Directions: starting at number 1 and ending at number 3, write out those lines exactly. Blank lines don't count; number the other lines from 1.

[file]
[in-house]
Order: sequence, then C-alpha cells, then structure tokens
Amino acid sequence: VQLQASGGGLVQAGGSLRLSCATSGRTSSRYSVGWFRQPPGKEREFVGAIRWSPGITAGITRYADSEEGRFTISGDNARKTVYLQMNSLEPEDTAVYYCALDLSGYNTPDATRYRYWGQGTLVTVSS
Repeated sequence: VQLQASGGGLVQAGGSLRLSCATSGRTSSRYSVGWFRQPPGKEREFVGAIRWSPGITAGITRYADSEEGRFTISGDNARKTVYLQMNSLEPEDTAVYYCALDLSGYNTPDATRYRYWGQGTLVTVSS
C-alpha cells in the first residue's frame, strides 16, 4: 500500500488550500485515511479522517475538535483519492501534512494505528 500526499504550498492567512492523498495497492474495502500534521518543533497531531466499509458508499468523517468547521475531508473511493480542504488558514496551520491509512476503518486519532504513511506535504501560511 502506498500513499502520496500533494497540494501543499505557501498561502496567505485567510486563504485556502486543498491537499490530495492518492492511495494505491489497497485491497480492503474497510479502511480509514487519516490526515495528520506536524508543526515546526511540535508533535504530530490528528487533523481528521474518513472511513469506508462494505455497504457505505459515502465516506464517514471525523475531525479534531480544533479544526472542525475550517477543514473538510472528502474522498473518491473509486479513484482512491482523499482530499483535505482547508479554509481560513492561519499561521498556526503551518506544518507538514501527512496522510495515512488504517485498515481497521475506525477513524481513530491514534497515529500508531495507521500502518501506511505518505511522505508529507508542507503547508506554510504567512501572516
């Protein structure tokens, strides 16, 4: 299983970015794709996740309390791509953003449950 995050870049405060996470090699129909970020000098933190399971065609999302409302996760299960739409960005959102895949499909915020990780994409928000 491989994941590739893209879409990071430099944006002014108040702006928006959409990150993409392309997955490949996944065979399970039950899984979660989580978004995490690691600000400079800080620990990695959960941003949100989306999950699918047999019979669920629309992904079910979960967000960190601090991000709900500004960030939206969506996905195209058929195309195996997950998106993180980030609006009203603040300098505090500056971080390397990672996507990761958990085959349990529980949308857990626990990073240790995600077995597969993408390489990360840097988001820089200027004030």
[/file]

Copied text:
[in-house]
Order: sequence, then C-alpha cells, then structure tokens
Amino acid sequence: VQLQASGGGLVQAGGSLRLSCATSGRTSSRYSVGWFRQPPGKEREFVGAIRWSPGITAGITRYADSEEGRFTISGDNARKTVYLQMNSLEPEDTAVYYCALDLSGYNTPDATRYRYWGQGTLVTVSS